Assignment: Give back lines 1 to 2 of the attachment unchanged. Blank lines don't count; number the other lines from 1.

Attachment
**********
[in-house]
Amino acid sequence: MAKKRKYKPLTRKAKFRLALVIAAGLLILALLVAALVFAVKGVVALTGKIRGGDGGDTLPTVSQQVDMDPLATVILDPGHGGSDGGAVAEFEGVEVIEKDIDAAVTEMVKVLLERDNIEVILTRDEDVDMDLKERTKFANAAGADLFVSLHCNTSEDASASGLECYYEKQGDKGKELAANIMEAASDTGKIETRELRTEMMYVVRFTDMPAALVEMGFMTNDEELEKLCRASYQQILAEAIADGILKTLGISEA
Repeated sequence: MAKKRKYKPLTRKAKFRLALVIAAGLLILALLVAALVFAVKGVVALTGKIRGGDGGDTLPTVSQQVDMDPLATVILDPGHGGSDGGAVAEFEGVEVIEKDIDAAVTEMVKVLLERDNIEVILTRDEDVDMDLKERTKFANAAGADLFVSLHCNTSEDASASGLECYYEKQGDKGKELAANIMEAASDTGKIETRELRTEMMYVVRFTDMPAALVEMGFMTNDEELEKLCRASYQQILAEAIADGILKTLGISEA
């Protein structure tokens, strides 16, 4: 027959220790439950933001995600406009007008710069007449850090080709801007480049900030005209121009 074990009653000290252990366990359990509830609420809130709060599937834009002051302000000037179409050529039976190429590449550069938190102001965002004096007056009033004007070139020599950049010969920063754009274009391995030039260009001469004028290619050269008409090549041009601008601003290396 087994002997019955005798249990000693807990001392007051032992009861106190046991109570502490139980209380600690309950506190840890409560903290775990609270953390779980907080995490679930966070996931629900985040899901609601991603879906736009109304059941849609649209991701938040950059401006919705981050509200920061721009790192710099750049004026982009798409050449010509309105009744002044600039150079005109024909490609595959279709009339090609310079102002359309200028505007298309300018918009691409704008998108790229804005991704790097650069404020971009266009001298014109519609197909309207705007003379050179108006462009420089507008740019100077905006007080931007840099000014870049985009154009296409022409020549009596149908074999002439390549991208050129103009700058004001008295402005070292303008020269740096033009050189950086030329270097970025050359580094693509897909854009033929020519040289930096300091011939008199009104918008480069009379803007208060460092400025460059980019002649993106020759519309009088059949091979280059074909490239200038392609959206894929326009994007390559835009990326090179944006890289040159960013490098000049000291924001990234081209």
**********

[in-house]
Amino acid sequence: MAKKRKYKPLTRKAKFRLALVIAAGLLILALLVAALVFAVKGVVALTGKIRGGDGGDTLPTVSQQVDMDPLATVILDPGHGGSDGGAVAEFEGVEVIEKDIDAAVTEMVKVLLERDNIEVILTRDEDVDMDLKERTKFANAAGADLFVSLHCNTSEDASASGLECYYEKQGDKGKELAANIMEAASDTGKIETRELRTEMMYVVRFTDMPAALVEMGFMTNDEELEKLCRASYQQILAEAIADGILKTLGISEA